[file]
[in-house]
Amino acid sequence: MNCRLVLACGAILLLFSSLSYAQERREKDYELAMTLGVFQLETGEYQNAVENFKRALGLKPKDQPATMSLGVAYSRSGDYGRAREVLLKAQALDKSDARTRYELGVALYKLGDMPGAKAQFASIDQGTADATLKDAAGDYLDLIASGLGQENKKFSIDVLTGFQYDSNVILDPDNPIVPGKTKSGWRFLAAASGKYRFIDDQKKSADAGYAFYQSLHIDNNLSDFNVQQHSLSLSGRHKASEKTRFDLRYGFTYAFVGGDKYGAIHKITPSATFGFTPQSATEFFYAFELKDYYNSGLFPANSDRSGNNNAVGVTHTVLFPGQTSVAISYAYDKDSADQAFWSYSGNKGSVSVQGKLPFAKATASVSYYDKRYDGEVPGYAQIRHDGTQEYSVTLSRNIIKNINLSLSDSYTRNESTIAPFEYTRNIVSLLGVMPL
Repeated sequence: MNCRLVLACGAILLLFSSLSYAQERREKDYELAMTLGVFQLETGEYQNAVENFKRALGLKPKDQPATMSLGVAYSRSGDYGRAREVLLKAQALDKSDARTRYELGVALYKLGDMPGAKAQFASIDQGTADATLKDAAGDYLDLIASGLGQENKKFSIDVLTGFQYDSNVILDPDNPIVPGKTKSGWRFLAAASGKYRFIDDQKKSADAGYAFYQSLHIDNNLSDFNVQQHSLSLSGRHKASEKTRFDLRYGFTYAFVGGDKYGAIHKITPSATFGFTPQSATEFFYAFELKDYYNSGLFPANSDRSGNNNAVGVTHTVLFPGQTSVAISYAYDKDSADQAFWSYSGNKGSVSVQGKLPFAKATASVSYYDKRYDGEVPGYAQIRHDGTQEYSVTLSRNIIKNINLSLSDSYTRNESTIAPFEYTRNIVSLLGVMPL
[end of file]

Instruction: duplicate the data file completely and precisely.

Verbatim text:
[in-house]
Amino acid sequence: MNCRLVLACGAILLLFSSLSYAQERREKDYELAMTLGVFQLETGEYQNAVENFKRALGLKPKDQPATMSLGVAYSRSGDYGRAREVLLKAQALDKSDARTRYELGVALYKLGDMPGAKAQFASIDQGTADATLKDAAGDYLDLIASGLGQENKKFSIDVLTGFQYDSNVILDPDNPIVPGKTKSGWRFLAAASGKYRFIDDQKKSADAGYAFYQSLHIDNNLSDFNVQQHSLSLSGRHKASEKTRFDLRYGFTYAFVGGDKYGAIHKITPSATFGFTPQSATEFFYAFELKDYYNSGLFPANSDRSGNNNAVGVTHTVLFPGQTSVAISYAYDKDSADQAFWSYSGNKGSVSVQGKLPFAKATASVSYYDKRYDGEVPGYAQIRHDGTQEYSVTLSRNIIKNINLSLSDSYTRNESTIAPFEYTRNIVSLLGVMPL
Repeated sequence: MNCRLVLACGAILLLFSSLSYAQERREKDYELAMTLGVFQLETGEYQNAVENFKRALGLKPKDQPATMSLGVAYSRSGDYGRAREVLLKAQALDKSDARTRYELGVALYKLGDMPGAKAQFASIDQGTADATLKDAAGDYLDLIASGLGQENKKFSIDVLTGFQYDSNVILDPDNPIVPGKTKSGWRFLAAASGKYRFIDDQKKSADAGYAFYQSLHIDNNLSDFNVQQHSLSLSGRHKASEKTRFDLRYGFTYAFVGGDKYGAIHKITPSATFGFTPQSATEFFYAFELKDYYNSGLFPANSDRSGNNNAVGVTHTVLFPGQTSVAISYAYDKDSADQAFWSYSGNKGSVSVQGKLPFAKATASVSYYDKRYDGEVPGYAQIRHDGTQEYSVTLSRNIIKNINLSLSDSYTRNESTIAPFEYTRNIVSLLGVMPL